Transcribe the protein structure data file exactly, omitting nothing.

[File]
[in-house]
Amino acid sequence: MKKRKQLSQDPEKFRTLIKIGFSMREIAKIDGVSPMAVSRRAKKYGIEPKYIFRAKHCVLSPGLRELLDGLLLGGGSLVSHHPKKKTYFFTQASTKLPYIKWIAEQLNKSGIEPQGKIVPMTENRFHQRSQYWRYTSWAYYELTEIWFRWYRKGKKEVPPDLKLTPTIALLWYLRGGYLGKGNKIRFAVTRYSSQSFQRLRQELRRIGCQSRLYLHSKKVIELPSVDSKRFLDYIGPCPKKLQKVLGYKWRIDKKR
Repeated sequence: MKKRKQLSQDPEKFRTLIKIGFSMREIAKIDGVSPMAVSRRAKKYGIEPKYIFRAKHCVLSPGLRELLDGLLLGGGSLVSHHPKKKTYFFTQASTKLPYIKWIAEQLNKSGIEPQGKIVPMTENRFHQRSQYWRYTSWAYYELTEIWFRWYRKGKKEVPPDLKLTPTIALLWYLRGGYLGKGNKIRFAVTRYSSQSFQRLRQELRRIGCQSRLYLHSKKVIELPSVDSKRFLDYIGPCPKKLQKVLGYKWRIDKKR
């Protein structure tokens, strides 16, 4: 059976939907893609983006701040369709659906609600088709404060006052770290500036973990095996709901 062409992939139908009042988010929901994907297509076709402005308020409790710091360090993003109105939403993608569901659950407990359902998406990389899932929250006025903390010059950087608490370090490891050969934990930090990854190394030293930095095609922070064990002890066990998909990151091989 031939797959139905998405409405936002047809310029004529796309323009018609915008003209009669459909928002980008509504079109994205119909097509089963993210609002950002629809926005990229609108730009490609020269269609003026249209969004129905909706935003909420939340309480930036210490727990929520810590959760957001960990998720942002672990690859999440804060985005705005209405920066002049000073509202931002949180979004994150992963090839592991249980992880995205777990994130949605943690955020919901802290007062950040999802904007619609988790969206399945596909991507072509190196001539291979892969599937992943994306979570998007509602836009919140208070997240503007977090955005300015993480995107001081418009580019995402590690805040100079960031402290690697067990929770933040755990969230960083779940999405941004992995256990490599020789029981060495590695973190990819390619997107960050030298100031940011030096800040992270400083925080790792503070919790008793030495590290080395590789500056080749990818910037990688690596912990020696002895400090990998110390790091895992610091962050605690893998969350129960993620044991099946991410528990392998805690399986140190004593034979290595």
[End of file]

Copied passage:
[in-house]
Amino acid sequence: MKKRKQLSQDPEKFRTLIKIGFSMREIAKIDGVSPMAVSRRAKKYGIEPKYIFRAKHCVLSPGLRELLDGLLLGGGSLVSHHPKKKTYFFTQASTKLPYIKWIAEQLNKSGIEPQGKIVPMTENRFHQRSQYWRYTSWAYYELTEIWFRWYRKGKKEVPPDLKLTPTIALLWYLRGGYLGKGNKIRFAVTRYSSQSFQRLRQELRRIGCQSRLYLHSKKVIELPSVDSKRFLDYIGPCPKKLQKVLGYKWRIDKKR
Repeated sequence: MKKRKQLSQDPEKFRTLIKIGFSMREIAKIDGVSPMAVSRRAKKYGIEPKYIFRAKHCVLSPGLRELLDGLLLGGGSLVSHHPKKKTYFFTQASTKLPYIKWIAEQLNKSGIEPQGKIVPMTENRFHQRSQYWRYTSWAYYELTEIWFRWYRKGKKEVPPDLKLTPTIALLWYLRGGYLGKGNKIRFAVTRYSSQSFQRLRQELRRIGCQSRLYLHSKKVIELPSVDSKRFLDYIGPCPKKLQKVLGYKWRIDKKR
């Protein structure tokens, strides 16, 4: 059976939907893609983006701040369709659906609600088709404060006052770290500036973990095996709901 062409992939139908009042988010929901994907297509076709402005308020409790710091360090993003109105939403993608569901659950407990359902998406990389899932929250006025903390010059950087608490370090490891050969934990930090990854190394030293930095095609922070064990002890066990998909990151091989 031939797959139905998405409405936002047809310029004529796309323009018609915008003209009669459909928002980008509504079109994205119909097509089963993210609002950002629809926005990229609108730009490609020269269609003026249209969004129905909706935003909420939340309480930036210490727990929520810590959760957001960990998720942002672990690859999440804060985005705005209405920066002049000073509202931002949180979004994150992963090839592991249980992880995205777990994130949605943690955020919901802290007062950040999802904007619609988790969206399945596909991507072509190196001539291979892969599937992943994306979570998007509602836009919140208070997240503007977090955005300015993480995107001081418009580019995402590690805040100079960031402290690697067990929770933040755990969230960083779940999405941004992995256990490599020789029981060495590695973190990819390619997107960050030298100031940011030096800040992270400083925080790792503070919790008793030495590290080395590789500056080749990818910037990688690596912990020696002895400090990998110390790091895992610091962050605690893998969350129960993620044991099946991410528990392998805690399986140190004593034979290595």